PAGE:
Year: 2001 Source: Journal of Health Psychology, v.6, no.1, (2001), p.61-71 SIEC No: 20040809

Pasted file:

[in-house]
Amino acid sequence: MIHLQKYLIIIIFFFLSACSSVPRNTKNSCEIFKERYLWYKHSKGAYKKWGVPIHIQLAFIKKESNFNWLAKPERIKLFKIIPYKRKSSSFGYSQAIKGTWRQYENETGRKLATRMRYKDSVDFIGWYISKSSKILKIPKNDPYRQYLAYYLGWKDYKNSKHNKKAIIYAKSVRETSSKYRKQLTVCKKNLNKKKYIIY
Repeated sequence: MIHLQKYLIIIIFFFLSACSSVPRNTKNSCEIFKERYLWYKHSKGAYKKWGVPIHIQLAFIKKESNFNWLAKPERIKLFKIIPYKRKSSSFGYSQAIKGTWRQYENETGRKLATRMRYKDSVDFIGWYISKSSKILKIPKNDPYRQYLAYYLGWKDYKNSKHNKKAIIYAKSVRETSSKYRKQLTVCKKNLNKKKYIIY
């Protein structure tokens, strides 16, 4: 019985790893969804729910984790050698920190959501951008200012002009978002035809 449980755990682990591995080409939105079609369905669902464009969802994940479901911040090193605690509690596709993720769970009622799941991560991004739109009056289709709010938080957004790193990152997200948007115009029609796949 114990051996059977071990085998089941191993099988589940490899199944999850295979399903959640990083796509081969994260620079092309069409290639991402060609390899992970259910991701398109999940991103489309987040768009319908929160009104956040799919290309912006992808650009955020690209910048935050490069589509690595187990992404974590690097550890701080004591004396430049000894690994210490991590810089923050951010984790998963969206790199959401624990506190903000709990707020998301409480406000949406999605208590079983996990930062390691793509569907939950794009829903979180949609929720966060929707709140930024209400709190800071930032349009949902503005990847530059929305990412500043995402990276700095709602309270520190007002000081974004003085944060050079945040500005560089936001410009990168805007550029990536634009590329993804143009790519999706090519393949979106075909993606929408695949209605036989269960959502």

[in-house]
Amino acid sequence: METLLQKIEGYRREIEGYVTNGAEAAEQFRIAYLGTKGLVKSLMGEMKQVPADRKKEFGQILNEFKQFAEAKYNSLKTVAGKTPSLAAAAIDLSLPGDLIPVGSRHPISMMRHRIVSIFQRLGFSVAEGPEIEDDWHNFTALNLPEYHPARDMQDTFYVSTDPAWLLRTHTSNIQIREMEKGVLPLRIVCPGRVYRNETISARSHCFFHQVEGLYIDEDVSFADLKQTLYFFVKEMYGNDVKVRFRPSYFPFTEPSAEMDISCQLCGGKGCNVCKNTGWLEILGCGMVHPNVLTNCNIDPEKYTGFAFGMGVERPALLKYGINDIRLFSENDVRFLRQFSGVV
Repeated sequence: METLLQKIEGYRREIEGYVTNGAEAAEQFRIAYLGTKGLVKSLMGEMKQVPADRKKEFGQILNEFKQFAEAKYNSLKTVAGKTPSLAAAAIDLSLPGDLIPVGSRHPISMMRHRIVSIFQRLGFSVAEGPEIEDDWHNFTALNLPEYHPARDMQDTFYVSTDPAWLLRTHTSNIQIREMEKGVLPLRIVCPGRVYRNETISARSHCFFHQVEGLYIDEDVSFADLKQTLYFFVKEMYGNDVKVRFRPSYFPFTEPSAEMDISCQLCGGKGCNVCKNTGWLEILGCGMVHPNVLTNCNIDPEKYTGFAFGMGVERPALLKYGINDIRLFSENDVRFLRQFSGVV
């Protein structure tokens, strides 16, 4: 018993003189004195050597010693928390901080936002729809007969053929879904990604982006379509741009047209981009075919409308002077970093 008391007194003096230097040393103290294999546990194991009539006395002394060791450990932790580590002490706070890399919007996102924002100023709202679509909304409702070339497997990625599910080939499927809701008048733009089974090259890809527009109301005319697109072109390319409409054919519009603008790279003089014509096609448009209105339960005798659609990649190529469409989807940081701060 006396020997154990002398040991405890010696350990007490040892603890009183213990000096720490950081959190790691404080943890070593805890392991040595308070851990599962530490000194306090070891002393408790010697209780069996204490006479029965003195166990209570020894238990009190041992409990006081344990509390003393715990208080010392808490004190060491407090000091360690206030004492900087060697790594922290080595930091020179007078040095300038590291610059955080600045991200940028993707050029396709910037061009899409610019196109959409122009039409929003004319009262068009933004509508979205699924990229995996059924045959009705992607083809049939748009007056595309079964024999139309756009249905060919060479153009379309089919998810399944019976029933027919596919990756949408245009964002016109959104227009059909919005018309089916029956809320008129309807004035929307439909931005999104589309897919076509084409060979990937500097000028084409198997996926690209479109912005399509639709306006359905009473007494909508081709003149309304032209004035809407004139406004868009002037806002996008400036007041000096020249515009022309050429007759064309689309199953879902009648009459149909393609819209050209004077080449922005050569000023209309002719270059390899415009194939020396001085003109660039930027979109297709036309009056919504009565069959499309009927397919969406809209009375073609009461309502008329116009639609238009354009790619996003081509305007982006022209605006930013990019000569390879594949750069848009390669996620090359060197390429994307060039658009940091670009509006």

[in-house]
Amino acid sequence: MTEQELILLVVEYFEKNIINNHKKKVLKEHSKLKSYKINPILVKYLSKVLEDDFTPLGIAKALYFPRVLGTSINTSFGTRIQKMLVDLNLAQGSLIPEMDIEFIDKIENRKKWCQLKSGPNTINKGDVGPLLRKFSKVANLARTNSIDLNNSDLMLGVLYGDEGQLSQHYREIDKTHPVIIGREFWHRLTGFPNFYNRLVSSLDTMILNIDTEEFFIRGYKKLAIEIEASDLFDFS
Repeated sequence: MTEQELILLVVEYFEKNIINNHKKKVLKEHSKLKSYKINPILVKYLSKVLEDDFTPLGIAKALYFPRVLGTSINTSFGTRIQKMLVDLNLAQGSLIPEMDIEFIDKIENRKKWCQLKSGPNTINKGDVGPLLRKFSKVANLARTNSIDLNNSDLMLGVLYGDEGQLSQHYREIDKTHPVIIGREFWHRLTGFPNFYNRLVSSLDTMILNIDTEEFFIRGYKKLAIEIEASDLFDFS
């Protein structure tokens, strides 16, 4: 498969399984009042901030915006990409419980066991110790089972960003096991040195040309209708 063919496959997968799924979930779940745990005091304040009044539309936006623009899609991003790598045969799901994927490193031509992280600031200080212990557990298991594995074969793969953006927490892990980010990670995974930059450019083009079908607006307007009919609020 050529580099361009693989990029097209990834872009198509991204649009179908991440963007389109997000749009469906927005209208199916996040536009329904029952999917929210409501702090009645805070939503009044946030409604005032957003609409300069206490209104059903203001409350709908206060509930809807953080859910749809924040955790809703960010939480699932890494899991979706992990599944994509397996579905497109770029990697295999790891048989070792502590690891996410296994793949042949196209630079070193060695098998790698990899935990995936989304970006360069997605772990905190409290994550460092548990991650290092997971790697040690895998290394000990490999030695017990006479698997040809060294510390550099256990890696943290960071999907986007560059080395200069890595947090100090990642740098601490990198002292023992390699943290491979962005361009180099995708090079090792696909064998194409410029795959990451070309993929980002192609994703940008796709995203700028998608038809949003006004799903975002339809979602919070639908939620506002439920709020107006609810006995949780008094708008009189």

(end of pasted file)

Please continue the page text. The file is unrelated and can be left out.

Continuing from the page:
Undergraduates from diverse academic backgrounds & medical trainees were assessed regarding their attitudes about & familiarity with chronic fatigue syndrome. The authors found that participants’ attributions toward the illness varied with names used to characterize it (CFS, myalgic encephalopathy, or Florence Nightingale disease). Medical trainees were more likely to consider the illness a form of primary depression, more likely to think the patient would attempt suicide, & less likely to consider associated cognitive symptoms as severe. The implications of these & further findings are discussed. (15 refs)